How to Heal from an Affair: Part Two

After Will found out about Taylor’s affair, he experienced a range of emotion from rage to shame to sadness. He had a lot of questions that he needed Taylor to answer so that he could determine if he wanted to work on repairing their marriage. He saw Taylor’s remorse for her affair, and after some help from a therapist, he could see that she did want to be with him. Once he had a clear understanding of what had happened and saw Taylor’s willingness and patience to help him heal, he was able to work on forgiving her.

But trusting her again has been an uphill battle that he often struggles with. Every time she’s on her phone late at night or goes on a work trip, feelings of panic starts to arise. He wonders, “Is she going to see that other guy again?” Even though he knows she regrets her actions and he genuinely believes that she wants to be with him, he can’t stop those thoughts and fears from spiraling around in his head.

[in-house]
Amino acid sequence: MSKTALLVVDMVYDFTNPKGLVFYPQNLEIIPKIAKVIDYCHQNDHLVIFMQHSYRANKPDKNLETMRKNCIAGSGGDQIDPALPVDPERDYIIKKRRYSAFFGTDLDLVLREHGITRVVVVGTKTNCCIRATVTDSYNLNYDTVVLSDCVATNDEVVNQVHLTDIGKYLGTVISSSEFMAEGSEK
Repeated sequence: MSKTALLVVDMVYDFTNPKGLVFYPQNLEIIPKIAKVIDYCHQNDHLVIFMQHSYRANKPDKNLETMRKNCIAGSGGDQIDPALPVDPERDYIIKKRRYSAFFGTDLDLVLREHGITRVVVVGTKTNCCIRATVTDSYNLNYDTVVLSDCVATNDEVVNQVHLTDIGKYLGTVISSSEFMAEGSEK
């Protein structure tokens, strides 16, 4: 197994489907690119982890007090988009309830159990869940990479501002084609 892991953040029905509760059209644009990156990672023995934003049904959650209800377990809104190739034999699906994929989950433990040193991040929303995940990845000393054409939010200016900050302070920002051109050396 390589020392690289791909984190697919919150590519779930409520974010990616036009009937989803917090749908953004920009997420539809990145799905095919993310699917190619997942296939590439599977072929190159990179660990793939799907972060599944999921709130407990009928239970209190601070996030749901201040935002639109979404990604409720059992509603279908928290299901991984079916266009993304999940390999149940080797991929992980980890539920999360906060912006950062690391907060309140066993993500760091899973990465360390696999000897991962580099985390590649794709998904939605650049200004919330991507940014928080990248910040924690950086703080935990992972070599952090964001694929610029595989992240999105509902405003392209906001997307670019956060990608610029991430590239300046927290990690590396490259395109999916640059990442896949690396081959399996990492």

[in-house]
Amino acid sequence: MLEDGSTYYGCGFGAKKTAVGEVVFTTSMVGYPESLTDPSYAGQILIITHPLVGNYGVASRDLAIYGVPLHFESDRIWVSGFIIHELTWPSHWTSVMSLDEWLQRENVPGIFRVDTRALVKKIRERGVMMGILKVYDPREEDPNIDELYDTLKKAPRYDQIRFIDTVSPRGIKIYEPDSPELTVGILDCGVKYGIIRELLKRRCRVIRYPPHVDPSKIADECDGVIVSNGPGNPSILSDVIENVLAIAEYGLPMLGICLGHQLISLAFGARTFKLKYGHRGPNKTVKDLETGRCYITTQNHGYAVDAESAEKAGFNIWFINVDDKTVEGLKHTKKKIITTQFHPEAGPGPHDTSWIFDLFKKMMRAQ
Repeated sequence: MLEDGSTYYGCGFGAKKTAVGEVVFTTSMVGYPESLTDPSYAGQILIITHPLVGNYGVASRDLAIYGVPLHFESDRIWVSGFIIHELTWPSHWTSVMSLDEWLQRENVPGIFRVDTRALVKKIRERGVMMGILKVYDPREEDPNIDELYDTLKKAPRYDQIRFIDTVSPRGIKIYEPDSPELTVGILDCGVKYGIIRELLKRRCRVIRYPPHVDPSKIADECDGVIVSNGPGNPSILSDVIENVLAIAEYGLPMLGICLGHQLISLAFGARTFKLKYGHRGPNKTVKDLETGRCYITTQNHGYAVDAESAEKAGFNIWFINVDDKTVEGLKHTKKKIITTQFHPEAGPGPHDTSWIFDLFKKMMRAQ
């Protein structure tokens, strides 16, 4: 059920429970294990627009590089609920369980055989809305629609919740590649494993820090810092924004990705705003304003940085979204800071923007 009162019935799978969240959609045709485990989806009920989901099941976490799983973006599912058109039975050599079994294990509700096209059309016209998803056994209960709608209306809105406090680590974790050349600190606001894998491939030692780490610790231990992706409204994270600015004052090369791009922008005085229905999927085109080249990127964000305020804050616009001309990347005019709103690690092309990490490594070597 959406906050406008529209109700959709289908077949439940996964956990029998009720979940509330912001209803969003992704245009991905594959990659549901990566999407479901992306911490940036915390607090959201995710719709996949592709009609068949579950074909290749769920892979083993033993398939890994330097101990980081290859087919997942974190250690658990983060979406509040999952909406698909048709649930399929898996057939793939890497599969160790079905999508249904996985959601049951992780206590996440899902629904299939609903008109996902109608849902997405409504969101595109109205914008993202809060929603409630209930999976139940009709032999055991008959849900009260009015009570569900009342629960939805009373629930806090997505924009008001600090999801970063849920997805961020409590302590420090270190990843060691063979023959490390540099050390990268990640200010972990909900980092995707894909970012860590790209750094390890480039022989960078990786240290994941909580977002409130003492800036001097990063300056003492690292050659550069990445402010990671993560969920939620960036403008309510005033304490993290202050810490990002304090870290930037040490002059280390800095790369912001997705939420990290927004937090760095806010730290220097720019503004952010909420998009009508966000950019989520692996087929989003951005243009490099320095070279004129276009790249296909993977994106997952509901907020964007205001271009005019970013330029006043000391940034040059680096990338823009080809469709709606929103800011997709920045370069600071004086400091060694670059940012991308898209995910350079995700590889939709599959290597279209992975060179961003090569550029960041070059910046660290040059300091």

Taylor hates to see Will hurting and wants to do whatever she can to help the healing process. She knows that she loves Will– her affair was never about an indecisiveness whether or not she wanted to be with him. She knows that her job & the travel it brings escalates Will’s worries, but she doesn’t know how to help. All she knows is that she wants to work with Will to help him start to trust her again.

With this, Will and Taylor are ready to move into the second stage of healing after an affair.

Finding out about a partner’s affair leaves thousands of people feeling overwhelmed with emotions, including betrayal. That loss of trust leaves doubt for many people that their relationship can even be saved after an affair, let alone improved.

After an affair happens, both partners need time to re-stabilize. The partner who had the affair moves away from shame and guilt and becomes remorseful and empathetic to their injured partner. The injured partner moves away from feelings of anger and victimization and finds a way to forgive their partner for having the affair.

When this happens, the couple is ready to start the second phase of healing, known as the Attunement phase.